5 Reasons Why ‘Snowden’ Couldn’t Hack It at the Box Office

Tough subject matter and weak reviews hurt Oliver Stone’s film about NSA whistleblower Edward Snowden

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Open Road Films

“Snowden” opened to $8 million in theaters this weekend, a disappointing fourth-place start for the Joseph Gordon-Levitt drama about NSA whistle blower Edward Snowden that was produced for $40 million.

Tough subject matter, tough critics and numerous release date changes are just a few reasons why “Snowden” underperformed on 2,443 screens — though the fact that it landed an A from theatergoers surveyed by CinemaScore suggests that it may have some holding power in coming weeks due to positive word of mouth.

Even director Oliver Stone told TheWrap that studios shied away from the film despite a great script and co-star Shailene Woodley.

See the five reasons why “Snowden” was an also-ran in theaters:


1. People Don’t Know/Care About Snowden

For many Americans, Snowden may not be a household name — or one with enough appeal to lure them into the movie theater. Jeff Bock, senior analyst at Exhibitor Relations, pointed to the 2013 film “The Fifth Estate” about WikiLeaks founder Julian Assange as a recent comparison.

“I fear Snowden has about as much relevance as Assange, and [“The Fifth Estate”] debuted with just $1.6 million and an embarrassing worldwide total of $8.5 million,” he said. “Seems like a pretty clear bedfellow with ‘Snowden,’ if you ask me.”

Open Road itself has acknowledged the challenge of selling a film about Snowden. “Most people do not know who he is. If they recognize the name, they have a vague understanding,” the distributor’s marketing director Jonathan Helfgot told TheWrap in a recent interview. “A lot of people think he has something to do with WikiLeaks. Actual awareness is very low kind of across the board.”

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2. Joseph Gordon-Levitt Isn’t a Box Office Draw Anymore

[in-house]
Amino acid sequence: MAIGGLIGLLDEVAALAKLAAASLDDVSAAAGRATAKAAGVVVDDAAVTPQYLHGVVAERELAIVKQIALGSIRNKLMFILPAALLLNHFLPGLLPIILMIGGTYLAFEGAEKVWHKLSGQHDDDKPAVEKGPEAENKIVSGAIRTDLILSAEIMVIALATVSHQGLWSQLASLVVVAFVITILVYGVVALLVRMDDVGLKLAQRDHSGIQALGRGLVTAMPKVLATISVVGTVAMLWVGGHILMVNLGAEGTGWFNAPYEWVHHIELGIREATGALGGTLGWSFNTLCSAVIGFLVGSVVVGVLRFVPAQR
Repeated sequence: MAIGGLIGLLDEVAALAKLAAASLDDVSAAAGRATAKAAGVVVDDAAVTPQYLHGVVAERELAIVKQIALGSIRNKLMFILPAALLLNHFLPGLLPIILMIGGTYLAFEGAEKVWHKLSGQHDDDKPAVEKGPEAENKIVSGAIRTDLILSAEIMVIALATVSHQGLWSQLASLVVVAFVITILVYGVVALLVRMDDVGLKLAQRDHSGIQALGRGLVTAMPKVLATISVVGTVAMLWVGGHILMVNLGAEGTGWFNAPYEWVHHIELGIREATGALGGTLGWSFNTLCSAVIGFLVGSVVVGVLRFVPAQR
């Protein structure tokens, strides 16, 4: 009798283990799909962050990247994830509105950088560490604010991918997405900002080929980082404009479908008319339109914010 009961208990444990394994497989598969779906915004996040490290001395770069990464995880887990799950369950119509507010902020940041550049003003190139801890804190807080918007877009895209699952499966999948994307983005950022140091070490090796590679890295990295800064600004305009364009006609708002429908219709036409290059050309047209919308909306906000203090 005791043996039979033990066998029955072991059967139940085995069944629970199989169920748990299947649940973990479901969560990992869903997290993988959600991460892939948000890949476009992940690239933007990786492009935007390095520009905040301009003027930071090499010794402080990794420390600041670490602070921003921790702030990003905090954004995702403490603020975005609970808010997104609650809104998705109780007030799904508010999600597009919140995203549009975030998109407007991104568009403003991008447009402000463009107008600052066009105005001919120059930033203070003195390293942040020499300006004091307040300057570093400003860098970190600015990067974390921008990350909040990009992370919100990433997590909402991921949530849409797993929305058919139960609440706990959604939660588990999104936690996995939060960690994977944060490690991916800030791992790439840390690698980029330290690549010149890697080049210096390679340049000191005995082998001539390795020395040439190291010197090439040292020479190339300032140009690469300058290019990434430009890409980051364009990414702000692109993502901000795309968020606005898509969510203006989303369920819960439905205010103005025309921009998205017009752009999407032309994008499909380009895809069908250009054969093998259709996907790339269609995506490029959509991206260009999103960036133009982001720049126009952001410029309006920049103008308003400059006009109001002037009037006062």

The actor hasn’t exactly packed ’em in for his recent movies. His film “The Walk” was produced on a budget of $35 million, but only grossed $10.1 million domestically after a $3.4 million debut weekend.

“Sin City: A Dame to Kill For” and “The Night Before” also underwhelmed at the box office, the former only grossing $13 million despite an A-list cast.



3. Difficult Subject Matter

Snowden and the former NSA contractor’s information leaks are a tough sell, the kind that people outside the media may not gravitate toward easily.

“The majority of moviegoers have shown aversion in recent years to these films taking on controversial subjects and/or people (‘Blackhat,’ ‘The Fifth Estate,’ and even ‘Steve Jobs‘ for example),” added Shawn Robbins, senior analyst at BoxOffice.com.

Helfgot said that the politically charged nature of the film’s subject matter has prompted the company to pivot in its approach to marketing the film. “The strategy is to sell it as a thriller to mainstream audiences,” he said. “So-called ‘issue movies’ aren’t a recipe for box office success.”

Bock added that this “type of film just works better on HBO these days, as audiences have shown very little interest in dropping a ten spot on real-life dramas about social and political tomfoolery.”

That ambivalence has dogged the movie from its inception. In an interview with TheWrap at the Toronto International Film Festival, Stone said every major Hollywood studio turned the project down.

“Joseph was my first choice for the role, I called him early,” Stone told TheWrap. But even with the actor attached he couldn’t get studio financing. “He and Shailene [Woodley], the budget, the script — was still rejected by every major studio. It was a torturous process.”



4. Multiple Release Date Changes

“Snowden” was originally slated to open last December for awards consideration, but was then pushed back to May and finally delayed again until this weekend. Not only does that suggest a lack of confidence in the film, but it has buried it amid bigger box office fare.


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5. Mediocre Reviews

Currently, the film holds a score of 47 percent rating on review aggregator Rotten Tomatoes.

“It’s certified splat material on Rotten Tomatoes at just 47 percent — that’s the kiss of death for this genre,” Bock said.

See “Snowden” in theaters when it opens this Friday.